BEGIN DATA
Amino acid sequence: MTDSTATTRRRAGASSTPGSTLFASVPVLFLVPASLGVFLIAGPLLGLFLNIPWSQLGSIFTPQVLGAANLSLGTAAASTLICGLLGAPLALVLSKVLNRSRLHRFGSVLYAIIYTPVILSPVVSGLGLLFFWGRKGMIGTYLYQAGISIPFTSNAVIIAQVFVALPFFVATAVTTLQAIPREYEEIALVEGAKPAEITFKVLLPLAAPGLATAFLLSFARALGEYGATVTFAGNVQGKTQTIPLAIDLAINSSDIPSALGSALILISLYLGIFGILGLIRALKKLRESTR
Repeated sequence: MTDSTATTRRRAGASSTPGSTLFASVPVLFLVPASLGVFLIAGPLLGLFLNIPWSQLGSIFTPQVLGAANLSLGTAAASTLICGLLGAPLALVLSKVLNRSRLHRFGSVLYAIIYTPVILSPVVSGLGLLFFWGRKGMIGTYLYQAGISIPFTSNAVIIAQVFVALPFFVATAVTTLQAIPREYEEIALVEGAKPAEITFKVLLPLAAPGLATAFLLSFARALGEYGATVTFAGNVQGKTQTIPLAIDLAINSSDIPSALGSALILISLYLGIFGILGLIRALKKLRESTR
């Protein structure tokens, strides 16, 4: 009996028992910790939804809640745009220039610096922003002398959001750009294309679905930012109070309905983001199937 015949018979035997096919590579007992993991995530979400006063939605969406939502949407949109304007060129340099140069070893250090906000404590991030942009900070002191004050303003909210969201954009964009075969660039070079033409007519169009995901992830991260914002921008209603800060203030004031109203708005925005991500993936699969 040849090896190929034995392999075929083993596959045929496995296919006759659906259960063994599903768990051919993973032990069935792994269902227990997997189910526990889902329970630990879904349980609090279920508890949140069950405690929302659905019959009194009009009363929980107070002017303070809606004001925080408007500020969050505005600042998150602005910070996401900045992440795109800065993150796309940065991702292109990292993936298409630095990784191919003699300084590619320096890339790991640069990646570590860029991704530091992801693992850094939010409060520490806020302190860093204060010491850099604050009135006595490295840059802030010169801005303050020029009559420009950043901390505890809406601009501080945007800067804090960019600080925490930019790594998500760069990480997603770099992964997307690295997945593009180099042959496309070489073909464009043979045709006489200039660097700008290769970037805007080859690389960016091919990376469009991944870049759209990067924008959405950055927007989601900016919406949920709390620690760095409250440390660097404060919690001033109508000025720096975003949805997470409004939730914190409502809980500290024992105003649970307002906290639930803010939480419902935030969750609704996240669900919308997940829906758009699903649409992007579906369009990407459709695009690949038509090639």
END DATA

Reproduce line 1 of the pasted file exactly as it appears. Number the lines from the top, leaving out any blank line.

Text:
Amino acid sequence: MTDSTATTRRRAGASSTPGSTLFASVPVLFLVPASLGVFLIAGPLLGLFLNIPWSQLGSIFTPQVLGAANLSLGTAAASTLICGLLGAPLALVLSKVLNRSRLHRFGSVLYAIIYTPVILSPVVSGLGLLFFWGRKGMIGTYLYQAGISIPFTSNAVIIAQVFVALPFFVATAVTTLQAIPREYEEIALVEGAKPAEITFKVLLPLAAPGLATAFLLSFARALGEYGATVTFAGNVQGKTQTIPLAIDLAINSSDIPSALGSALILISLYLGIFGILGLIRALKKLRESTR